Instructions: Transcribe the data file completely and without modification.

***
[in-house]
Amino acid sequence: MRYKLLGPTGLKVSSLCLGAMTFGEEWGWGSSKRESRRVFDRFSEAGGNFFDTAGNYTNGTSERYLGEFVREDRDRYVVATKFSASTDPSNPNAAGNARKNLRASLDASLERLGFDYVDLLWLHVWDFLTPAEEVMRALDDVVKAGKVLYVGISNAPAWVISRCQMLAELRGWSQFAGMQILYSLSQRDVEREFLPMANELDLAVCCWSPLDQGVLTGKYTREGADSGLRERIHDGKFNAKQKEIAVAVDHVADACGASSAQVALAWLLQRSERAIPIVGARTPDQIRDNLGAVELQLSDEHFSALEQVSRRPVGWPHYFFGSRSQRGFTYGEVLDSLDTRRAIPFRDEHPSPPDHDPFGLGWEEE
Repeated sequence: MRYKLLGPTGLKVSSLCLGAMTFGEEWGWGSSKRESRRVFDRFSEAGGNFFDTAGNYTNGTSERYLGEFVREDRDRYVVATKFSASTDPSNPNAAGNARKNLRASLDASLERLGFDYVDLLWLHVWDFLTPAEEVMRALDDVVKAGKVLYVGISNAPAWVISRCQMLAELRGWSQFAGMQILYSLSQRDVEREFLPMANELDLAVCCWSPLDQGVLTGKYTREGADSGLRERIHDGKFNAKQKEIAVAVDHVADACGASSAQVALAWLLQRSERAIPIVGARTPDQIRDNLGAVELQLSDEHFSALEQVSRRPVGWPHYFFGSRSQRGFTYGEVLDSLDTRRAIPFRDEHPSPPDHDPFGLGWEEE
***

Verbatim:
[in-house]
Amino acid sequence: MRYKLLGPTGLKVSSLCLGAMTFGEEWGWGSSKRESRRVFDRFSEAGGNFFDTAGNYTNGTSERYLGEFVREDRDRYVVATKFSASTDPSNPNAAGNARKNLRASLDASLERLGFDYVDLLWLHVWDFLTPAEEVMRALDDVVKAGKVLYVGISNAPAWVISRCQMLAELRGWSQFAGMQILYSLSQRDVEREFLPMANELDLAVCCWSPLDQGVLTGKYTREGADSGLRERIHDGKFNAKQKEIAVAVDHVADACGASSAQVALAWLLQRSERAIPIVGARTPDQIRDNLGAVELQLSDEHFSALEQVSRRPVGWPHYFFGSRSQRGFTYGEVLDSLDTRRAIPFRDEHPSPPDHDPFGLGWEEE
Repeated sequence: MRYKLLGPTGLKVSSLCLGAMTFGEEWGWGSSKRESRRVFDRFSEAGGNFFDTAGNYTNGTSERYLGEFVREDRDRYVVATKFSASTDPSNPNAAGNARKNLRASLDASLERLGFDYVDLLWLHVWDFLTPAEEVMRALDDVVKAGKVLYVGISNAPAWVISRCQMLAELRGWSQFAGMQILYSLSQRDVEREFLPMANELDLAVCCWSPLDQGVLTGKYTREGADSGLRERIHDGKFNAKQKEIAVAVDHVADACGASSAQVALAWLLQRSERAIPIVGARTPDQIRDNLGAVELQLSDEHFSALEQVSRRPVGWPHYFFGSRSQRGFTYGEVLDSLDTRRAIPFRDEHPSPPDHDPFGLGWEEE